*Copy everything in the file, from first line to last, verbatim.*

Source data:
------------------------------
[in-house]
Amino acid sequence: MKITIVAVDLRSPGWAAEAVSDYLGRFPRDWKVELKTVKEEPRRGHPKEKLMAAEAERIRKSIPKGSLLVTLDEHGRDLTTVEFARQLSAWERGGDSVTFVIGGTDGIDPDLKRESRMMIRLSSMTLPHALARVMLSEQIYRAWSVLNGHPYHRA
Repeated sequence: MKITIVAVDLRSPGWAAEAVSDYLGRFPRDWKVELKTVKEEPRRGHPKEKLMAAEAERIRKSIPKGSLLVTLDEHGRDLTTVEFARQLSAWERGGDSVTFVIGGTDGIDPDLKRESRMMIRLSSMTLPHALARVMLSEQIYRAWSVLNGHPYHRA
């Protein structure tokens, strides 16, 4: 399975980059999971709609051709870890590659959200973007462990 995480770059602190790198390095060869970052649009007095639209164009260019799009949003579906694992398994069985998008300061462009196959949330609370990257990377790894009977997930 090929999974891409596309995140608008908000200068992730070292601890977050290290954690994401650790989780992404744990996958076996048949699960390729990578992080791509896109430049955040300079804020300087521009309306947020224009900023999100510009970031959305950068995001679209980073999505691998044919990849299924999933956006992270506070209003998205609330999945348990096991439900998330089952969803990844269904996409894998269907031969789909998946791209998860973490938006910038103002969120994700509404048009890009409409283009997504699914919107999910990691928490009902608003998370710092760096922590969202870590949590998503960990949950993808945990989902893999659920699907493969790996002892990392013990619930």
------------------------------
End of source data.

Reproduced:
[in-house]
Amino acid sequence: MKITIVAVDLRSPGWAAEAVSDYLGRFPRDWKVELKTVKEEPRRGHPKEKLMAAEAERIRKSIPKGSLLVTLDEHGRDLTTVEFARQLSAWERGGDSVTFVIGGTDGIDPDLKRESRMMIRLSSMTLPHALARVMLSEQIYRAWSVLNGHPYHRA
Repeated sequence: MKITIVAVDLRSPGWAAEAVSDYLGRFPRDWKVELKTVKEEPRRGHPKEKLMAAEAERIRKSIPKGSLLVTLDEHGRDLTTVEFARQLSAWERGGDSVTFVIGGTDGIDPDLKRESRMMIRLSSMTLPHALARVMLSEQIYRAWSVLNGHPYHRA
């Protein structure tokens, strides 16, 4: 399975980059999971709609051709870890590659959200973007462990 995480770059602190790198390095060869970052649009007095639209164009260019799009949003579906694992398994069985998008300061462009196959949330609370990257990377790894009977997930 090929999974891409596309995140608008908000200068992730070292601890977050290290954690994401650790989780992404744990996958076996048949699960390729990578992080791509896109430049955040300079804020300087521009309306947020224009900023999100510009970031959305950068995001679209980073999505691998044919990849299924999933956006992270506070209003998205609330999945348990096991439900998330089952969803990844269904996409894998269907031969789909998946791209998860973490938006910038103002969120994700509404048009890009409409283009997504699914919107999910990691928490009902608003998370710092760096922590969202870590949590998503960990949950993808945990989902893999659920699907493969790996002892990392013990619930």